Well, EA, that's one way to spin the problems you've had with Battlefield 4
Published earlier today on Eurogamer.net, EA CEO Andrew Wilson and DICE general manager Karl-Magnus Troedsson described the Battlefield 4 launch as "unacceptable." And they're right -- it was. For quite some time after launch it was unacceptable. Personally, I continued to have problems three months after launch, which is when I stopped playing.
I don't care if it was a client-side or server-side problem... the fact that there were so many problems for so many people for so long is the issue here. And I particularly don't care for the excuse given by Wilson for the cause of the problems.
Ambition and innovation.
Whenever you hear the word innovation, just realize a bunch of crap is about to follow, and that crap is being spewed because $$$ for the Battlefield Hardline. The quote from Andrew Wilson is:
Think about what Battlefield 4 was: 64 player multiplayer, giant maps, 1080p, Levolution that was changing the gameplay design in an emergent way. There is a chance there are things you are going to miss through the development cycle. And you end up in a situation we had with Battlefield 4 [...] But when you do things like that you can never guarantee. It would be disingenuous for me to sit here and say, 'we will never have an issue again,' because that would mean we were never going to push the boundaries again. And I don't want to be that company. I want to be a company that pushes to lead and innovate and be creative. But you can start to do things that give you a better handle and a better view about what the potential challenges might be.
So let me get this straight, you had months and months of issues with players not even being able to play the game because you were too ambitious and tried to innovate? Pushing boundaries is what caused the game to crash repeatedly every time I entered a match? You'd figure a team that creates a game where you die if you're out of the map's boundaries for too long would realize that those boundaries probably shouldn't be pushed.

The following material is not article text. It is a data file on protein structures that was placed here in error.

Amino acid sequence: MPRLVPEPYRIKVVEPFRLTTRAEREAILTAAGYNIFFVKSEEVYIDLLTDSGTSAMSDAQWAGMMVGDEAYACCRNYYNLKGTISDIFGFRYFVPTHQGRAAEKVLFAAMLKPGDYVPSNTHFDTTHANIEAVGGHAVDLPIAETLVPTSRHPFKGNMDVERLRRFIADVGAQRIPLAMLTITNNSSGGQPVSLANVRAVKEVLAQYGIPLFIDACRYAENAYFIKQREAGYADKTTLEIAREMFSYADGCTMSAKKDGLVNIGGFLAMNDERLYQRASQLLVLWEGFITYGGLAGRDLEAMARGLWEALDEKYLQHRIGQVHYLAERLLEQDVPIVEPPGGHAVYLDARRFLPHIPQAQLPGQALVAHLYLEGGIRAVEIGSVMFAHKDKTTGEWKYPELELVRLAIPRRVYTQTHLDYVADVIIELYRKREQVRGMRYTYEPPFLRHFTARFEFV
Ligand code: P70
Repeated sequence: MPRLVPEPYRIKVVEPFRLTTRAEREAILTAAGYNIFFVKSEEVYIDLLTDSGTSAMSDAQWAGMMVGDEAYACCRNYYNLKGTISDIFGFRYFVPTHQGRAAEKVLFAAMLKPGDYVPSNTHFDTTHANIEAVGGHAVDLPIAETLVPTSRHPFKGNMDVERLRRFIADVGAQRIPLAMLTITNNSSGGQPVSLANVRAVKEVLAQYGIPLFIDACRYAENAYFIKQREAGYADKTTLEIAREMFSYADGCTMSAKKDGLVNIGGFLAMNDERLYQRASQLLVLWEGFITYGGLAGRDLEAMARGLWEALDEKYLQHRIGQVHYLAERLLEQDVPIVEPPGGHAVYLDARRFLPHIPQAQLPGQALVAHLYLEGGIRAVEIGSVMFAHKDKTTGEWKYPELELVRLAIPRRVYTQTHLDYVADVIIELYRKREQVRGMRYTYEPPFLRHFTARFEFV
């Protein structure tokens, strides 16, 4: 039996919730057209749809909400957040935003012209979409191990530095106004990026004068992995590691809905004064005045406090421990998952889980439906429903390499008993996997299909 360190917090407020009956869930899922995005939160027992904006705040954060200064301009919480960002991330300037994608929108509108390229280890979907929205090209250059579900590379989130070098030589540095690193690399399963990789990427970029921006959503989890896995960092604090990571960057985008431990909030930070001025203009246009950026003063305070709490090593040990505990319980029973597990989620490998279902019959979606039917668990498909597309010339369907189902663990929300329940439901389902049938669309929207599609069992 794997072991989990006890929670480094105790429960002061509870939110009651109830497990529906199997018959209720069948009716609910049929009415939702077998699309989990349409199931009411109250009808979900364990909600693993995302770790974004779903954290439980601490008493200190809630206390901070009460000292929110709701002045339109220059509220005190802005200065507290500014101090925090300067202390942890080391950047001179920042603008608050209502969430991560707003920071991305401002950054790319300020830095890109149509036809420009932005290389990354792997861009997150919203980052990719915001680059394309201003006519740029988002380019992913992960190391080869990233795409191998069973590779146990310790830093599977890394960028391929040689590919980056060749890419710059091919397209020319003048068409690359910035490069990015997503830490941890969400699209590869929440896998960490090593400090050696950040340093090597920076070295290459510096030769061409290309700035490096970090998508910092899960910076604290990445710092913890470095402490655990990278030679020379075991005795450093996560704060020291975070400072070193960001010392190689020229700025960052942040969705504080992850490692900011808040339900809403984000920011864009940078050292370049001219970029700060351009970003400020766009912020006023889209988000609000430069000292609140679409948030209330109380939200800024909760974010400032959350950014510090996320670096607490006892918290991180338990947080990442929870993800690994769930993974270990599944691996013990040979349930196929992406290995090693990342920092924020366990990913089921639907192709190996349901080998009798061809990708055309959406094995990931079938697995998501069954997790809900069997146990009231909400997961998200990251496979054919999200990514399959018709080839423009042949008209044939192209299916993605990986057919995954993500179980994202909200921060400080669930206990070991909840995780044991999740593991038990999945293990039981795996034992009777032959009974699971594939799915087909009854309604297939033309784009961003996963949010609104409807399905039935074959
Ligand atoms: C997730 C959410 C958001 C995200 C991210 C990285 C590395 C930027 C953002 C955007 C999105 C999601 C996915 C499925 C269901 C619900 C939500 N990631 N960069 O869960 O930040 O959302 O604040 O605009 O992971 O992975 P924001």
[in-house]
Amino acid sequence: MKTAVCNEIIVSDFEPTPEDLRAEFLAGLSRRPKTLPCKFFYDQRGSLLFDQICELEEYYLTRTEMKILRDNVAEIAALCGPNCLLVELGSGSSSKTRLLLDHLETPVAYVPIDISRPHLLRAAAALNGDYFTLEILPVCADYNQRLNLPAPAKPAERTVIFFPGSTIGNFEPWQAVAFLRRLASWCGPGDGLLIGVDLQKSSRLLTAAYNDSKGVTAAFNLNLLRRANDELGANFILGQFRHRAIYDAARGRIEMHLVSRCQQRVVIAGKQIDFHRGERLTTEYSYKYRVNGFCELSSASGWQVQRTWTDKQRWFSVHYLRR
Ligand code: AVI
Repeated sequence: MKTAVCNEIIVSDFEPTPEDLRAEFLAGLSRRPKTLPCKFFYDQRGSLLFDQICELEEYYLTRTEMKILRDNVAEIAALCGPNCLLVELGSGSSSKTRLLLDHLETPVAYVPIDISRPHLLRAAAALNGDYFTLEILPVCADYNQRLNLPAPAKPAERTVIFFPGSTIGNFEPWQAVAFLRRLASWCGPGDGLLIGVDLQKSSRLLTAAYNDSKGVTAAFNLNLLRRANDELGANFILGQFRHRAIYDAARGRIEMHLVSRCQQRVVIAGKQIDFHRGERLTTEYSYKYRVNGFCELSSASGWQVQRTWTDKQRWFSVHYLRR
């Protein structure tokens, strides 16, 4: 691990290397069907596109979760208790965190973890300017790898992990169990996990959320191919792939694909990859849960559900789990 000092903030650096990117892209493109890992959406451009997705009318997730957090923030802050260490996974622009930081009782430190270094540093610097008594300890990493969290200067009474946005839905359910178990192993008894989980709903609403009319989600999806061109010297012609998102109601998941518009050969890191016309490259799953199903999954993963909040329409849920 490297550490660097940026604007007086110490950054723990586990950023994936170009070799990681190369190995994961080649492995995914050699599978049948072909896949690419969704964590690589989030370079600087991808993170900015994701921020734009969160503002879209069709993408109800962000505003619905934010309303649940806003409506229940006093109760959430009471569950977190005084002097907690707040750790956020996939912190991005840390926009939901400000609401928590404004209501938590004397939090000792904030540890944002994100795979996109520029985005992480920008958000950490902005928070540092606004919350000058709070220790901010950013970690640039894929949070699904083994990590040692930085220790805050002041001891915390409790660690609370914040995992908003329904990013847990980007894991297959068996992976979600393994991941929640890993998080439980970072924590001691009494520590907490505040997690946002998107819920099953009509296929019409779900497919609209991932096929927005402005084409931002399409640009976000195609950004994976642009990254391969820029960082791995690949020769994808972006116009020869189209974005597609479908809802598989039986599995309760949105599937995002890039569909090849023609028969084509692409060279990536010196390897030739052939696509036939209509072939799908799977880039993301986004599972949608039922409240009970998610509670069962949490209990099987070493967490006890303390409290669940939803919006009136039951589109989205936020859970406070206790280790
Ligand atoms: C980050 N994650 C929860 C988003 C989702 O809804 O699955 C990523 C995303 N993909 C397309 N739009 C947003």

Wilson also said, "What was happening with Battlefield 4, even as we were pushing all of this innovation, was a lot of it we couldn't test until really late in the phase. I believe it was unique [...] You could go down the really conservative path, which some people did in the industry, and your game didn't have any of those problems, but you also got the feedback of, it just feels the same as it used to."
I'm not saying to not try to "innovate." I'm not saying to not try something new. I'm saying don't have issues that shouldn't have been there for so long and then tell us it's because you tried radical new things and were trying to be creative. There's nothing creative about getting the message "Battlefield 4 has stopped working." Those are errors from rushing a game to make it in time for the PlayStation 4 and Xbox One launch.
Go ahead and give whatever backhanded apologies that you want. There is no excuse for what happened with Battlefield 4. By saying that as a company "You're looking forward," it's kind of like General Motors saying "We have learned a great deal from this recall. We will now focus on the goal of becoming an industry leader in safety."
EA and DICE, right now you're spinning all of your negatives into a positive by saying that you're all innovators and no one else is. You try new things and others stay conservative. And that's a lie. Just say you messed up and your customers deserve better. We don't need to be told about your pushing of boundaries.